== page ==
Rebel Moon – Part One: A Child of Fire (2023)

I can’t fault Zack Snyder for essentially giving us a sprawling remake of Akira Kurosawa’s “Seven Samurai” when he seeks to build a new “Star Wars” for the modern generation. “Star Wars” was, as many know, a quasi-remake of “Hidden Fortress.” Another by Kurosawa. It all comes full circle, as Snyder seeks to build a massive mythology in the vein of “Star Wars.” He really wants “Rebel Moon” to be “Star Wars”; at the end of “A Child of Fire”—well—he creates a movie that has been done before but to a much better effect (ahem–“Firefly”).

When a peaceful colony on the edge of a galaxy finds itself threatened by the armies of a tyrannical ruling force, Kora, a mysterious stranger living among the villagers, becomes their best hope for survival. Tasked with finding trained fighters who will unite with her in making an impossible stand against the Mother World, Kora assembles a small band of warriors, all of whom have their own motives to for redemption and revenge against the evil tyrant Admiral Balisarius.

We have an oppressive government, space cowboys, a rag tag group of rebels, a war torn hero with a shady past, it’s all here. Except it’s over two hours. But that, again, is no surprise as Snyder pretty much takes bits and pieces from a ton of science fiction, fantasy, and storytelling tropes and mixes and mashes them together. So many instances feel reminiscent from better epics like “Lord of the Rings,” “Heavy Metal,” “Avatar,” and the like. In effect, Snyder creates a tonally confusing and painfully predictable stew that is never quite sure if it’s thought provoking science fiction or a silly action serial. For a director who is a very good visualist (some scenes are just absolutely striking), Snyder spends too much time with characters dropping huge dumps of information and exposition on the audience.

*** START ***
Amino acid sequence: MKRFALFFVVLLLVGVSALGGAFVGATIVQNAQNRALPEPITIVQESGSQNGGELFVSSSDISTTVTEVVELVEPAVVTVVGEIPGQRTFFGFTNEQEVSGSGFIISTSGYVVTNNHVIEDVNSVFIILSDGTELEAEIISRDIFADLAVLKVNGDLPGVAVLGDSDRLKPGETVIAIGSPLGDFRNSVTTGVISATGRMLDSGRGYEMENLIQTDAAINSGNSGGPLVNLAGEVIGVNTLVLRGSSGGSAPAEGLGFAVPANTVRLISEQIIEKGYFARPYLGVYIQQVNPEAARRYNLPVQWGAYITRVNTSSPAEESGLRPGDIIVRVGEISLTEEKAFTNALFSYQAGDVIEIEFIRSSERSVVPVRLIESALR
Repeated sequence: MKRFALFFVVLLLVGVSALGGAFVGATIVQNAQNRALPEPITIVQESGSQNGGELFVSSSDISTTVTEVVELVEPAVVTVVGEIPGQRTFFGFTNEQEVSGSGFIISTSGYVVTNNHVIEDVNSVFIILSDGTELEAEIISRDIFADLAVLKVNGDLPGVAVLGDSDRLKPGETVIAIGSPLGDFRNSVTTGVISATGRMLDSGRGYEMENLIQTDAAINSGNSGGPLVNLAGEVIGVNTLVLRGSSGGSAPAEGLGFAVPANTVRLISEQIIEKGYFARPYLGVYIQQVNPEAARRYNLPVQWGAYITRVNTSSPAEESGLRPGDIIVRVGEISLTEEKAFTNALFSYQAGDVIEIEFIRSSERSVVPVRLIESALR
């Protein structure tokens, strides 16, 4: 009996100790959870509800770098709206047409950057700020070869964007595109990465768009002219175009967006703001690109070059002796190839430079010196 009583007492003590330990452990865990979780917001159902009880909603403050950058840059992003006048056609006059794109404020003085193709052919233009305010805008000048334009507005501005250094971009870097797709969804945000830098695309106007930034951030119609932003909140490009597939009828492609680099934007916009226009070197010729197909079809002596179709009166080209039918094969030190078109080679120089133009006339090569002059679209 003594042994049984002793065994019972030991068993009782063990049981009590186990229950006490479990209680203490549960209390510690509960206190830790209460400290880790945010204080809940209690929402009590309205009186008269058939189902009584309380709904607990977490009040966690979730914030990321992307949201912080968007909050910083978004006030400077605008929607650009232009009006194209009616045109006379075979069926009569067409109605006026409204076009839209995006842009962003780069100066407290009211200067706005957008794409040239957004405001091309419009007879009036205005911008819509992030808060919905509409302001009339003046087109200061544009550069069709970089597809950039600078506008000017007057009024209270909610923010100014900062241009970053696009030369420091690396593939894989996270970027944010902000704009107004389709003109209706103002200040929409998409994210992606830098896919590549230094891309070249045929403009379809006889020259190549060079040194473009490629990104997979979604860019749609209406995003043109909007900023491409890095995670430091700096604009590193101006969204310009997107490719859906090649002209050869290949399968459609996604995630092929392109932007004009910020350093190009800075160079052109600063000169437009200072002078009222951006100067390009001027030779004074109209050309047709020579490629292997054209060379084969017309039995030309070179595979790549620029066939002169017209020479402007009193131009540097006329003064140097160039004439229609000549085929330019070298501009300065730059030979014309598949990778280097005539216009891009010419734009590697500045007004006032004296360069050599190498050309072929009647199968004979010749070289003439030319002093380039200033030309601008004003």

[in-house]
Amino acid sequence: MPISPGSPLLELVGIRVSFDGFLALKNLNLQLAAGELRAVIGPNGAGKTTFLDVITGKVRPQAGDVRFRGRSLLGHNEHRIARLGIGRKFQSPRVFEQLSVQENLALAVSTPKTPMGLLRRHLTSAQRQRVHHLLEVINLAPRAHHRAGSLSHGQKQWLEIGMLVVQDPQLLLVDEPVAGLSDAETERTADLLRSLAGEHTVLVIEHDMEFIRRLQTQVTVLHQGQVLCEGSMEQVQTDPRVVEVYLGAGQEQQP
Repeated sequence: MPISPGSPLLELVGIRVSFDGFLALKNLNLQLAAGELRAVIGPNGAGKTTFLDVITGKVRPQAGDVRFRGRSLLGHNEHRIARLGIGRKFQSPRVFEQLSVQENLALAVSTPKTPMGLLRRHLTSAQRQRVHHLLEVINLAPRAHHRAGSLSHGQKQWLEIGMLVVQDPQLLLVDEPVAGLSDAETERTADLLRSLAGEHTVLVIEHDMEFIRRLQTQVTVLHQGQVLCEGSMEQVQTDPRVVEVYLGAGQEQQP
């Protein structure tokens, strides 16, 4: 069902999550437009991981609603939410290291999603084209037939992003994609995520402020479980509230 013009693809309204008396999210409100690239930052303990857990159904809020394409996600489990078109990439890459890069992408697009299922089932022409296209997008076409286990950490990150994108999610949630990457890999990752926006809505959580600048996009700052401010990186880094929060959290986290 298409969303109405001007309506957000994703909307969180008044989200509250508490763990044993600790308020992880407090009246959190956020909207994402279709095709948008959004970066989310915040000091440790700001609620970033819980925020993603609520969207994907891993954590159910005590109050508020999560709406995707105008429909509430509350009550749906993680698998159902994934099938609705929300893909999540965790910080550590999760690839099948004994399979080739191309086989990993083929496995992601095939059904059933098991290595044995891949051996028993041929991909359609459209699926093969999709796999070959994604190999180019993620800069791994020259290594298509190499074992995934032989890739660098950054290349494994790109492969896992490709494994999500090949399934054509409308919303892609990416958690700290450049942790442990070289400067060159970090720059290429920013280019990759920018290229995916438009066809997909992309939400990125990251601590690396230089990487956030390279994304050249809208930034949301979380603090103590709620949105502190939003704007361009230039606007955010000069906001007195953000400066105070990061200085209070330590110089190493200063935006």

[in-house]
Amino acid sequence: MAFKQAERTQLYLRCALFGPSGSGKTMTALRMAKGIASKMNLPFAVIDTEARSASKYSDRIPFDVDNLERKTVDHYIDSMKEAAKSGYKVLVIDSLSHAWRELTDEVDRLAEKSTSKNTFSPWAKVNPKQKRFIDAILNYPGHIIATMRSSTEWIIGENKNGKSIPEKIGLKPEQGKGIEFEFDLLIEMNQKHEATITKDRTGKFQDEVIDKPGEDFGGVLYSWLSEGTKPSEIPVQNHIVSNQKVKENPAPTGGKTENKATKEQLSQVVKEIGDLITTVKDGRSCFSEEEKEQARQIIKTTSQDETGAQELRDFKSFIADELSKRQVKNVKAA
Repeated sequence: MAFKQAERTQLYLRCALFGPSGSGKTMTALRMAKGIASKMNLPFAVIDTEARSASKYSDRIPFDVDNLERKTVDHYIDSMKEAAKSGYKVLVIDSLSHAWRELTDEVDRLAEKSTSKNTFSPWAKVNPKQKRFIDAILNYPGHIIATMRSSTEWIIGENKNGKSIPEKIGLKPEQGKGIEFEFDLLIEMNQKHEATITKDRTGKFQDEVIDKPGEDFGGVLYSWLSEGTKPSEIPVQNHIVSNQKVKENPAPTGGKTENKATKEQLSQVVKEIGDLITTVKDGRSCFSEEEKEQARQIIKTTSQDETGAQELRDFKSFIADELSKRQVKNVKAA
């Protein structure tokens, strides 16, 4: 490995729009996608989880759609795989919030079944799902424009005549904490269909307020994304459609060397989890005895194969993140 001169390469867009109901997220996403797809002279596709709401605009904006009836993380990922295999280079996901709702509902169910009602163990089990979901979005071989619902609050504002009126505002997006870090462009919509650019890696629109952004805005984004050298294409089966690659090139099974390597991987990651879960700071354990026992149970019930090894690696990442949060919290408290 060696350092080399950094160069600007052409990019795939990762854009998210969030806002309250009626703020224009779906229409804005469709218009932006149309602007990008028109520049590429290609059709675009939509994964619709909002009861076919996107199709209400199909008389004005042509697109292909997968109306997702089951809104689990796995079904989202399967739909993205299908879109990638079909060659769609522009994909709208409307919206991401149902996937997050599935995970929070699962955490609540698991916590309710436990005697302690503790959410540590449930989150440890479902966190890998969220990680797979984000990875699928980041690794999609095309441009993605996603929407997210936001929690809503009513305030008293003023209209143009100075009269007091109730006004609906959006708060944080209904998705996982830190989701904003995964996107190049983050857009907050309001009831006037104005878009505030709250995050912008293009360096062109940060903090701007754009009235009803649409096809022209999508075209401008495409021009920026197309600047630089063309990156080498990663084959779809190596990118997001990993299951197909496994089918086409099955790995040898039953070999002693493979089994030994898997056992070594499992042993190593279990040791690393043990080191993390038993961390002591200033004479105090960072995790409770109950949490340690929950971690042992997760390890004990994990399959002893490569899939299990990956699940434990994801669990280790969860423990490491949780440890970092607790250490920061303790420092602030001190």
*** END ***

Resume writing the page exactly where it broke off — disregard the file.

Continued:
Snyder is deadest on establishing this lived in universe, thus every character has a story or legend to tell and it falls victim to monotony almost immediately. When characters aren’t sitting down to offer testimonials as a means of setting the stage for the sequel, “Rebel Moon” spends a lot of time staging action scenes as a means of setting up characters. These individuals feel more like players in a video game more than anything, never allowing us to fall in love with them. There’s the humble shaman, and the quiet sword wielder, and misanthropic war veteran, all of whom basically check off boxes in the grab bag of plot elements from the genre.

Beneath a lot of the action there’s what is basically a paper thin premise involving a Nazi-like government, and the rising rebel tide. Sophia Boutella is a beautiful and striking actress, but her heroine Kora feels so old hat, and transplanted out of a C tier early aughts scifi film. Meanwhile the villainous Belisaurius appears every so often to remind us of the stakes in the story. Snyder spends a majority of “Child of Fire” setting up storylines and propping sub-plots for the follow up, which distracts from any momentum the current narrative tries to build. And what makes it all feel so fruitless is that he’s promised a Director’s Cut with even heavier focus on mythology.

The sad aspect is that “Rebel Moon” just isn’t interesting enough to venture in to the deeper more comprehensive mythology as there’s not a lot of reason to return to any of it. Snyder die hards might end up loving it, but “Rebel Moon” is boiler plate scifi slop that just doesn’t make an impression at all.

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